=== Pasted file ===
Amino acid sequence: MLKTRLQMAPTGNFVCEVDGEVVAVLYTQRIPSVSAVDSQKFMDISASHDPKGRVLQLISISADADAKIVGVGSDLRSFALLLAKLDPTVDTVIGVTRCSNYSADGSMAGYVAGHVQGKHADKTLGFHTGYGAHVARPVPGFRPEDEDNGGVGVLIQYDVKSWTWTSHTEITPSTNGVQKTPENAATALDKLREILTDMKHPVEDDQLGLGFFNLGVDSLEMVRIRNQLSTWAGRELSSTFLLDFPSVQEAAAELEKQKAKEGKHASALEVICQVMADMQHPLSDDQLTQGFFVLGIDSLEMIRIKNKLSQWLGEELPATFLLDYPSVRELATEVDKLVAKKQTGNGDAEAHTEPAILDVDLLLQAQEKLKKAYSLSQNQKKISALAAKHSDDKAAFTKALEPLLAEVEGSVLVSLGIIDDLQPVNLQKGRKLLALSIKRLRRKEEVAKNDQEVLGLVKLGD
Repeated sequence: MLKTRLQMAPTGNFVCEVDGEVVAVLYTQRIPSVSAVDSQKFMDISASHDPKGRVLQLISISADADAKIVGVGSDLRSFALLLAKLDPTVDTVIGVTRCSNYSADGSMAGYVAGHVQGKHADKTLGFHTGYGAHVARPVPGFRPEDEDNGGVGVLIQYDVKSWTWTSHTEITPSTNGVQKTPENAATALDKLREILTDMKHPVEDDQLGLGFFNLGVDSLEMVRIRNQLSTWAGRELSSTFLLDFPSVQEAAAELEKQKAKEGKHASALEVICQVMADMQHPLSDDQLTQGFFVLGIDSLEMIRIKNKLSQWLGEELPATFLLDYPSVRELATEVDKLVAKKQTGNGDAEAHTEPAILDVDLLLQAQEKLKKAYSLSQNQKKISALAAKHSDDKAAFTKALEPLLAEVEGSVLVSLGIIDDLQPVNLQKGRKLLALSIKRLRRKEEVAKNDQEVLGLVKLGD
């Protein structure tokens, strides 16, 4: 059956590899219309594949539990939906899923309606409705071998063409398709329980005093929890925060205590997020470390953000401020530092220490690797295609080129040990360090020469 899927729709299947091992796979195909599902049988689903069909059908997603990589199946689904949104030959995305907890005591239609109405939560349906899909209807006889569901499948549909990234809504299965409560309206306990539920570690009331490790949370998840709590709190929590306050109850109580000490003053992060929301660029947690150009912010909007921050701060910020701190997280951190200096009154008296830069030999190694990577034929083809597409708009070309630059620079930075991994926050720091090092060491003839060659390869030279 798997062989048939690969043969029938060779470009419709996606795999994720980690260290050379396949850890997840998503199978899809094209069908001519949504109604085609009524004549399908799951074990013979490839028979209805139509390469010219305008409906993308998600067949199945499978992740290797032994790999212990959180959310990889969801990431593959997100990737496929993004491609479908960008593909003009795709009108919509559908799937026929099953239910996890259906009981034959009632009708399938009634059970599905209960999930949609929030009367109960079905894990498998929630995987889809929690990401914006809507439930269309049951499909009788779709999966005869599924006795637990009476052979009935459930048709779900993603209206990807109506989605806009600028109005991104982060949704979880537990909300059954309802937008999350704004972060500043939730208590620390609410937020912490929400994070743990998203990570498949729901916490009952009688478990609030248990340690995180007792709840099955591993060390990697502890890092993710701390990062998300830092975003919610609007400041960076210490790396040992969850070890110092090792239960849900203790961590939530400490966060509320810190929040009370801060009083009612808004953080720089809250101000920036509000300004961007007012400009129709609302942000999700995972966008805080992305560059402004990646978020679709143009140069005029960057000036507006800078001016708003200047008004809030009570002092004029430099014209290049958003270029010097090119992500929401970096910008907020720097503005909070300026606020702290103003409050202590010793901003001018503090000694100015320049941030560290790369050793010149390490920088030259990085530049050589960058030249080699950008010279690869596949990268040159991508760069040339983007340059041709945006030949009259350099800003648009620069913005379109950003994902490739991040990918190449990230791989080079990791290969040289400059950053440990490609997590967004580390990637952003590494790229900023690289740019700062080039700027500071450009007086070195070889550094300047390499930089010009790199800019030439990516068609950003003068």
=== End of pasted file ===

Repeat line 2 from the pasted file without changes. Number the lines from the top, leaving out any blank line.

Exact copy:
Repeated sequence: MLKTRLQMAPTGNFVCEVDGEVVAVLYTQRIPSVSAVDSQKFMDISASHDPKGRVLQLISISADADAKIVGVGSDLRSFALLLAKLDPTVDTVIGVTRCSNYSADGSMAGYVAGHVQGKHADKTLGFHTGYGAHVARPVPGFRPEDEDNGGVGVLIQYDVKSWTWTSHTEITPSTNGVQKTPENAATALDKLREILTDMKHPVEDDQLGLGFFNLGVDSLEMVRIRNQLSTWAGRELSSTFLLDFPSVQEAAAELEKQKAKEGKHASALEVICQVMADMQHPLSDDQLTQGFFVLGIDSLEMIRIKNKLSQWLGEELPATFLLDYPSVRELATEVDKLVAKKQTGNGDAEAHTEPAILDVDLLLQAQEKLKKAYSLSQNQKKISALAAKHSDDKAAFTKALEPLLAEVEGSVLVSLGIIDDLQPVNLQKGRKLLALSIKRLRRKEEVAKNDQEVLGLVKLGD